Too Soon to Say a Gulf Coast Hurricane but Development Possible in Caribbean
By Alex Sosnowski, Expert Senior Meteorologist
August 21, 2014; 5:46 AM
While it is too early to say for sure that a hurricane will hit the Gulf coast before the end of August, there may be a threat for the United States and Caribbean islands from the Atlantic in the coming days.
As an area of disturbed weather that originated from Africa earlier this month moves westward into the Caribbean this weekend, gradual tropical development is possible.
According to AccuWeather Senior Meteorologist Bob Smerbeck, "This disturbed weather will move into a zone of more moist air, light winds aloft and warmer water over the Caribbean."
The slow-moving disturbance will soon begin to affect some of the Caribbean islands.
"The Lesser Antilles will experience gusty winds and heavy showers Thursday night through Friday while it's possible that the Virgin Islands and Puerto Rico receive similar impacts over the weekend," Smerbeck said.
There is a broad window of possible paths and hurdles for the system to overcome for development to continue.
Interaction with the larger islands of the Caribbean, such as Puerto Rico, Hispaniola and Cuba, could limit strengthening and/or deflect the system farther north or south.
A track into the Gulf of Mexico is becoming less likely. However, it still cannot be ruled out.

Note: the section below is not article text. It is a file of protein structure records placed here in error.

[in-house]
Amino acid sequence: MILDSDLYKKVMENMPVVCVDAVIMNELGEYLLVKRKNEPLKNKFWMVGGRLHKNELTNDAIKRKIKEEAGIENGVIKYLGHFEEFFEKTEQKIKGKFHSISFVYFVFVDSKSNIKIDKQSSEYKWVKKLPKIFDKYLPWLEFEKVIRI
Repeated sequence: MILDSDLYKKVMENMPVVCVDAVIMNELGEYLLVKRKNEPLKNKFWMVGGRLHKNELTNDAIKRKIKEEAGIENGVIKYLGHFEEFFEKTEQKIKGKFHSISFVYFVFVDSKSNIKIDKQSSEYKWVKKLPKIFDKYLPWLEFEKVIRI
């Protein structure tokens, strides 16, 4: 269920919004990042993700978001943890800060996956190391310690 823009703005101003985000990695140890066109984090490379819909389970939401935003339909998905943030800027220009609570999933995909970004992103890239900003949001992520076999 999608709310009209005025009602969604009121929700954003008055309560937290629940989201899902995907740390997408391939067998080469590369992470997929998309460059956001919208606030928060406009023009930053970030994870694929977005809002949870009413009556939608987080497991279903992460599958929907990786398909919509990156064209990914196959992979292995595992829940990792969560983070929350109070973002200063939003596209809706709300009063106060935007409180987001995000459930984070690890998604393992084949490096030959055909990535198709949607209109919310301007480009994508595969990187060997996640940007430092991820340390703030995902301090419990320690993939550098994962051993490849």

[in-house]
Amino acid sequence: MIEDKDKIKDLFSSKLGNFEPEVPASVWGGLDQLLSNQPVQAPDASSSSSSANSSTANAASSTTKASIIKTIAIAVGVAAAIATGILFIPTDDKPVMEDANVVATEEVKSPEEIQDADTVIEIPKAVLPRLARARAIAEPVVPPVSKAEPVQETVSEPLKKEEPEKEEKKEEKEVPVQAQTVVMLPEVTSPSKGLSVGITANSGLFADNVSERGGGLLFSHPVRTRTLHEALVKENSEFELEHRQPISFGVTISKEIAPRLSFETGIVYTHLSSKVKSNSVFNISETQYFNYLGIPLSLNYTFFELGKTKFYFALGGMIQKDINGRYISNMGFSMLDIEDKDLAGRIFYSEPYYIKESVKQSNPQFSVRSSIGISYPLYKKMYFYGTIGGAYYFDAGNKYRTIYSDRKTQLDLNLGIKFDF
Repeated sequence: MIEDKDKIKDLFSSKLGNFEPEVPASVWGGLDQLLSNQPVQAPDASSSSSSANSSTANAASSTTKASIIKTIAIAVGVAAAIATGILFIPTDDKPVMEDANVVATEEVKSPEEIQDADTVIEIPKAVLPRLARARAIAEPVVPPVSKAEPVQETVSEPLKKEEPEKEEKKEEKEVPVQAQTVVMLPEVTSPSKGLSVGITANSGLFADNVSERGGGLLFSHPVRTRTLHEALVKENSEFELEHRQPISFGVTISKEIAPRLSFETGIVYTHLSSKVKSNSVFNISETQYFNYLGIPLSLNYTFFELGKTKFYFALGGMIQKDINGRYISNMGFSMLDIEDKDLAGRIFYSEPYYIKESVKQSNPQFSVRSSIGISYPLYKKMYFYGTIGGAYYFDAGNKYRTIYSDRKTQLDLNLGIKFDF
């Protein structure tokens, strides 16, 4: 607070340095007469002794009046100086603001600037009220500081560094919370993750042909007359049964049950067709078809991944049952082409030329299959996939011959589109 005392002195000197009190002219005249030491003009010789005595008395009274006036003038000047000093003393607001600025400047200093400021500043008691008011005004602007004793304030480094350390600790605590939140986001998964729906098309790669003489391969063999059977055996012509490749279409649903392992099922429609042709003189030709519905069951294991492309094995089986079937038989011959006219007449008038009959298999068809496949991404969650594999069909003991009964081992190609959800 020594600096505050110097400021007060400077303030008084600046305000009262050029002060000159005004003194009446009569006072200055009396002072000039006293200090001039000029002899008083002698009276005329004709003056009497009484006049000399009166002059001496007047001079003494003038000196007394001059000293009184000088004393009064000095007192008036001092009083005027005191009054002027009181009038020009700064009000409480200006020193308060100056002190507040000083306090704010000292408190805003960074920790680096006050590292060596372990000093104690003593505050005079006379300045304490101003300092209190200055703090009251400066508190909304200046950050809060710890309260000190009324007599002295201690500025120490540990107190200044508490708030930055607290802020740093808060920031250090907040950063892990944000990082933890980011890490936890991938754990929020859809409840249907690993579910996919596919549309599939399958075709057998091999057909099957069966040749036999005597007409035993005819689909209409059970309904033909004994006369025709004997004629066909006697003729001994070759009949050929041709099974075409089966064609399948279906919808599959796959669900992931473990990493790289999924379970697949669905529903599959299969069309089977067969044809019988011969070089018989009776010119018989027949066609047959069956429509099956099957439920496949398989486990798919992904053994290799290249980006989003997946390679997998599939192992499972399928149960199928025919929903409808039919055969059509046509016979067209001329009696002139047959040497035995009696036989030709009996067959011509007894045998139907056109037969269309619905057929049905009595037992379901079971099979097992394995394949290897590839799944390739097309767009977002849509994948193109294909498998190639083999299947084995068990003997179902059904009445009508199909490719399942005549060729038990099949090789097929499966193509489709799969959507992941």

"The Atlantic ridge is expected to weaken and shift eastward, causing the tropical system to turn more to the northwest near the Bahamas this weekend, and then perhaps on a track toward the Southeast or mid-Atlantic coast or even Bermuda next week," said Smerbeck.
Interests from the Caribbean to the eastern Gulf coast, the southern Atlantic Seaboard, Bermuda, and interior Eastern states should closely monitor the situation.
The window of possibilities will be narrowed down over the next few days, well ahead of the storm.
Hurricane Season Peaks in Mid-September
Even though some people may associate summer with the heart of hurricane season, tropical storms and hurricanes in the Atlantic are primarily late summer and early autumn phenomenon.
Despite the seemingly low numbers, the pace of named systems in the Atlantic is only a bit below average to date.
According to AccuWeather Senior Meteorologist Kristina Pydnynowski, "Seasonal lag has a great deal to do with the delay in the number of tropical systems."
Ocean water temperatures in the Northern Hemisphere typically peak late in the summer. Additionally, non-tropical storm systems dominate the weather maps and their winds and generally make the tropics too hostile for development during the first part of the summer.
The upcoming weather pattern over eastern North America will be more favorable for a tropical system to approach as a zone of hot, humid air with light winds builds and expands.
The tropical disturbance being tracked will continue to battle dry air, disruptive winds and marginal water temperatures into the first part of the weekend.